MT Expert's Ten Top Tips: Maintain your reputation

Keeping away from bad PR isn't as hard as it looks.

by MT Staff
Last Updated: 02 Dec 2015
This week has finally seen BP return to profit after the Gulf of Mexico oil spill. What with Tony Hayward’s ‘I want my life back’ quote, not to mention several similar PR car-crashes, the disaster unfolded like a bad soap opera, leaving BP’s reputation in tatters.

MT asked Rachel Woods, head of the corporate and brand reputation team at PR firm Fishburn Hedges, to give us her ten top tips on keeping a tight rein over your business’ image – so it can avoid befalling the same fate.

1. Don’t be afraid of losing control
The strongest reputations are fostered on genuine dialogue and listening. If you respect your audiences enough to let them help you on your mission, you may not always feel like you’re fully in control, but you will build a reputation based on real understanding and mutual respect.      

2. Social media is for life, not just Christmas
Corporates increasingly understand that reputations can be made, broken and restored online (remember fake BP PR Twitter feed @BPGlobalPR?). Social media isn’t just a means of broadcasting special offers, but a way to engage with customers. So get online and use it to your advantage and, unlike BP, learn to turn a crisis into an opportunity.

3. Break down the barriers between communications and customer service
Consumers are more vocal then ever, airing their gripes in public as they use social media to rant, rage, eff and #fail. An increasingly savvy customer is beginning to understand that complaining on Twitter is ever more likely to garner a response. So PR teams are having to work more closely with their customer service colleagues, even directly handling complaints and queries online themselves.  

4. Don’t rely on mass communications
Audiences are more sceptical, more critical and more distracted. Megaphone communications and mass advertising doesn’t cut it any more. To join the conversation, to engage audiences, you need to involve them.

5. Location, Location, Location
Location-based applications are starting to live up to years of unfulfilled promise, and businesses should start thinking about how mobile marketing can help them reach customers on the move. A number of emerging technologies (as well as the upcoming 2012 Olympics) mean the UK will be an ideal testing ground in 2011.

6. Beware of the socially responsible financial analyst
You may have previously dismissed them, now take them seriously… The downsides of focusing on short-term returns became starkly apparent this year.  Following years of half-hearted attempts to encourage responsible investment, in 2011 the major pension funds will apply real pressure on corporates to prove they are focusing on sustainable growth, with risk analysis at its core.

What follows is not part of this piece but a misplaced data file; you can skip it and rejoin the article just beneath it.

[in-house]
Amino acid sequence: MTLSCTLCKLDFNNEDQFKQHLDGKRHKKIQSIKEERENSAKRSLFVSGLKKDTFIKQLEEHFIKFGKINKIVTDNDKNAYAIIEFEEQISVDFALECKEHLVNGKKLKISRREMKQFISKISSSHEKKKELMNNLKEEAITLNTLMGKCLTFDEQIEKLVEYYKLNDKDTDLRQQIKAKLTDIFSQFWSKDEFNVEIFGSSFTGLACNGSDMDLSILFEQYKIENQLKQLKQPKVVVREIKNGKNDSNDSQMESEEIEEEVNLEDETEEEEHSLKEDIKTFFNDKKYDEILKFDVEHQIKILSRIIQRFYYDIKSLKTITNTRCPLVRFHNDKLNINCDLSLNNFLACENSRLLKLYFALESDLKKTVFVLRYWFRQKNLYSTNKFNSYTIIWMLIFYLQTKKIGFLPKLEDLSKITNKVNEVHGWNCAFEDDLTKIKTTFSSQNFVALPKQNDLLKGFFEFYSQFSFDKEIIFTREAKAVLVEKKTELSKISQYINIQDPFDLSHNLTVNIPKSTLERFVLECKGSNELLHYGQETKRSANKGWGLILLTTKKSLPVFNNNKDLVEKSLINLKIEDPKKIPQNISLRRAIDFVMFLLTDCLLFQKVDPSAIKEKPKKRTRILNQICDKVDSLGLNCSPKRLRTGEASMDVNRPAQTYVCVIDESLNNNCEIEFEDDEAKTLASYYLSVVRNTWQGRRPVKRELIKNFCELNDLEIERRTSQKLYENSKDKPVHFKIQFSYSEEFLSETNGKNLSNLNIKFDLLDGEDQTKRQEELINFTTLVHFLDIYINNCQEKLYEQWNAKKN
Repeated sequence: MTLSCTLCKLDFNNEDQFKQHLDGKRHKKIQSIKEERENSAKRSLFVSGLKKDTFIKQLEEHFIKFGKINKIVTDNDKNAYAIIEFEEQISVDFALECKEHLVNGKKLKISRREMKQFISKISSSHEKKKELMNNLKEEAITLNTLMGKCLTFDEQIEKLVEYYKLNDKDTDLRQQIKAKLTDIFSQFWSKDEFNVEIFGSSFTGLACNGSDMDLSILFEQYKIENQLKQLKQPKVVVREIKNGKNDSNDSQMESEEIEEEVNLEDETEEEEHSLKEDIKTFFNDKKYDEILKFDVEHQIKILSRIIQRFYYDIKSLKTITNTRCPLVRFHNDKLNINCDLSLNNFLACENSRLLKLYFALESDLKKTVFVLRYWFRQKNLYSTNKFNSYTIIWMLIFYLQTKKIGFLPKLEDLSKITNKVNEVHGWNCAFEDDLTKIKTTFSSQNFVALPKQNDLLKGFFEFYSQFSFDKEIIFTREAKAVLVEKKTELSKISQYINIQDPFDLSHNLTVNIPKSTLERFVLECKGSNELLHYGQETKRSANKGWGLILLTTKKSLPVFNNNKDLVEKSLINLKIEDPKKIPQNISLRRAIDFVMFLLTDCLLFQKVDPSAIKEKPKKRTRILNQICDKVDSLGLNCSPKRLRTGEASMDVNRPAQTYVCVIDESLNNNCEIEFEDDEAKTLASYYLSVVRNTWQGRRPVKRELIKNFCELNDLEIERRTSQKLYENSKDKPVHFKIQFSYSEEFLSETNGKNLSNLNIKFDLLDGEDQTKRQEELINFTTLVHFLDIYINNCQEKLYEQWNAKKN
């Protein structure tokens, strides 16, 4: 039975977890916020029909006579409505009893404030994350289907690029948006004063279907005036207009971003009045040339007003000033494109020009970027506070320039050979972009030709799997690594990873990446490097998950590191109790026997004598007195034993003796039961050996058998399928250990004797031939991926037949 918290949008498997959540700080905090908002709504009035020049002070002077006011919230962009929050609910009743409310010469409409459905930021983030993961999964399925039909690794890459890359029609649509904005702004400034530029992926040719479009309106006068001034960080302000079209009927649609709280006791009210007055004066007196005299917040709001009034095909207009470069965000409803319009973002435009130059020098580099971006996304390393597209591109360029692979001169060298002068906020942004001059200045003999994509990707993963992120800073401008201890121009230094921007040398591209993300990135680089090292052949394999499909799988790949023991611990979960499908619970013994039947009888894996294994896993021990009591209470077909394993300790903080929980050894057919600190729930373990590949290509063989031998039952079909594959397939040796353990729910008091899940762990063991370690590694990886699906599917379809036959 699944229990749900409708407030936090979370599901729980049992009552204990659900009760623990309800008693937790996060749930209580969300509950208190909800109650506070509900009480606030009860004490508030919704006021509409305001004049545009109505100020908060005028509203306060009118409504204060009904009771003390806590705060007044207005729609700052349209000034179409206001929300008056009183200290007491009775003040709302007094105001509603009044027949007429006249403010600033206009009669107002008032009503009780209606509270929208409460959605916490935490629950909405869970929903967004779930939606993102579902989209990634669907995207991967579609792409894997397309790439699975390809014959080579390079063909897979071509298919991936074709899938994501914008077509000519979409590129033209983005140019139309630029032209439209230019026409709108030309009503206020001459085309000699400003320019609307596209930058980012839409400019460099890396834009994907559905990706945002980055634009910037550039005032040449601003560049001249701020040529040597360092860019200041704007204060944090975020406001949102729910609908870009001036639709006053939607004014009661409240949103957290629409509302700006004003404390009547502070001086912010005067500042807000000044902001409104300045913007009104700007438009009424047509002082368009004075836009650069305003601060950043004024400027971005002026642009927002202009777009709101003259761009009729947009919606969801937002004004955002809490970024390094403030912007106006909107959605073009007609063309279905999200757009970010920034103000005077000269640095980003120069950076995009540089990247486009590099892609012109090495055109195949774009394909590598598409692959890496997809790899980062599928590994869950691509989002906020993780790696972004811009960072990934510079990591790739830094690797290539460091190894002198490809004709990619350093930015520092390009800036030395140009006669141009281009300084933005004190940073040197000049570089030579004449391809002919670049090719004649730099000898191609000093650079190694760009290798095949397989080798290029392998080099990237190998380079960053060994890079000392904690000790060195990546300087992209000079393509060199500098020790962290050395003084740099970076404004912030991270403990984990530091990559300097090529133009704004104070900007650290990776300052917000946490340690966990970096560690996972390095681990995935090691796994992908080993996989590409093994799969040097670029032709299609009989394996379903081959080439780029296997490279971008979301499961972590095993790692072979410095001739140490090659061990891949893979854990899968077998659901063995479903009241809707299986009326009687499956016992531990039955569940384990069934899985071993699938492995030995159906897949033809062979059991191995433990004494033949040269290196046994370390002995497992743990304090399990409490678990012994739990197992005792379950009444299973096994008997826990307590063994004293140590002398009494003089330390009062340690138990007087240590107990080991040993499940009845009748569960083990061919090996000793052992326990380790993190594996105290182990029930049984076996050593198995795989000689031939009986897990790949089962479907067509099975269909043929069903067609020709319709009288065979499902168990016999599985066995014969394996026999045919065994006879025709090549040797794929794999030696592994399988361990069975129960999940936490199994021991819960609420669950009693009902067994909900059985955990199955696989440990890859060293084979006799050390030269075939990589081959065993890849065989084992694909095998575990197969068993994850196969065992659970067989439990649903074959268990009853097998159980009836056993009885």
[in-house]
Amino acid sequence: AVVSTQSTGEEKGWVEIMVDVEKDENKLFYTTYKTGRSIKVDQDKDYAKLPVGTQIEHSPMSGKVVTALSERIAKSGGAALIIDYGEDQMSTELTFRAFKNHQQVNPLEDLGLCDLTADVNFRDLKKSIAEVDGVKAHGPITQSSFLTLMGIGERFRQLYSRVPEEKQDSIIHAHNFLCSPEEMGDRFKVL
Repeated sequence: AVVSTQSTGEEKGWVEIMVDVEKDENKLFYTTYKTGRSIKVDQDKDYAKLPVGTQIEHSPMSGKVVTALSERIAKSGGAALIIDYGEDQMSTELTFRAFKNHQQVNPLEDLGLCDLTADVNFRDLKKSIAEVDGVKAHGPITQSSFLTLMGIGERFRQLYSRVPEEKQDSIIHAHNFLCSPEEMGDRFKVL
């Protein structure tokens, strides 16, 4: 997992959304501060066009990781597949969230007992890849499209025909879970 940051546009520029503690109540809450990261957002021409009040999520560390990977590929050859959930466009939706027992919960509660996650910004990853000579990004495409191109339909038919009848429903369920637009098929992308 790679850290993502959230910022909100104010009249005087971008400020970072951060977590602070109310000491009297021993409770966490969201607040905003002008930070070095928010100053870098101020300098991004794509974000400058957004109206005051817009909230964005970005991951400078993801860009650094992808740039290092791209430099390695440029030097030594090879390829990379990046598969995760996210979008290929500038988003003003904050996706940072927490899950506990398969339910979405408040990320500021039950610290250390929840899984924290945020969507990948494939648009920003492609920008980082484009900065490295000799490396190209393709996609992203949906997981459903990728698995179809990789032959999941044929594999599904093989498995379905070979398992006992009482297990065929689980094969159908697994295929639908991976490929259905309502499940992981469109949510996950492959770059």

7. Keep up with the sustainability debate
Next year is going to see even greater pressure on businesses to take a leading role in championing sustainability as the government looks to the private sector to take on greater responsibility. The debate is getting ever more complicated and NGOs are unafraid to target those organisations that don’t have their house in order, so don’t get left behind like BP was.

8. Find opportunities for working collaboratively
Collaboration between businesses is becoming more and more important. Organisations that choose to collaborate in this way will reap the benefits when it comes to efficiency and measuring impact. That said, it’s important to continue thinking about standing out and coming up with creative ways to incite media interest.

9. Protect your brand
Sports promotions and sponsorship have long been a mainstay of corporate branding. But, as endless stories around corruption, debt, and commercial exploitation continue to spill over into the main news and business pages, businesses should pause for thought before jumping on the gravy train. Even if you can’t afford to sponsor a Formula 1 team, beware the partners you choose – because, like BP and Halliburton, a mistake by one side could seriously blight the other’s reputation for a long time to come.

10. Don’t throw the baby out with the bath water
Smart use of social media or crowd-sourced campaigns inevitably grabs headlines, but the hard work behind the scenes is still vitally important. It may not feel very ‘new’, but old-fashioned tactics, such as sitting down and having a conversation with the people that matter, are often still the best way to safeguard your reputation. 

Find this article useful?

Get more great articles like this in your inbox every lunchtime

Leading from a distance: Remote working for the C-suite

Leadership lessons video panel: Chris Hirst, CEO of Havas Creative; Matt Peers, COO of Linklaters;...

There’s little point saving your business if you let your market die

Opinion: The nature of the coronavirus pandemic demands we look out for each other.

C-suite and furloughed

Use this as an opportunity to take a breath and get some perspective, says this...

Books for CEOs: Daniel Goleman, Jack Welch, Nelson Mandela

Beaverbrooks CEO Anna Blackburn shares her reading list.

What happens next: COVID-19 lessons from Italian CEOs

Part I: Marco Alvera, chief executive of €15bn Lombardy-based energy firm Snam, on living with...

Coronavirus communications: Dos and don'ts

Uncertainty and isolation make it more important than ever to be seen, to be heard...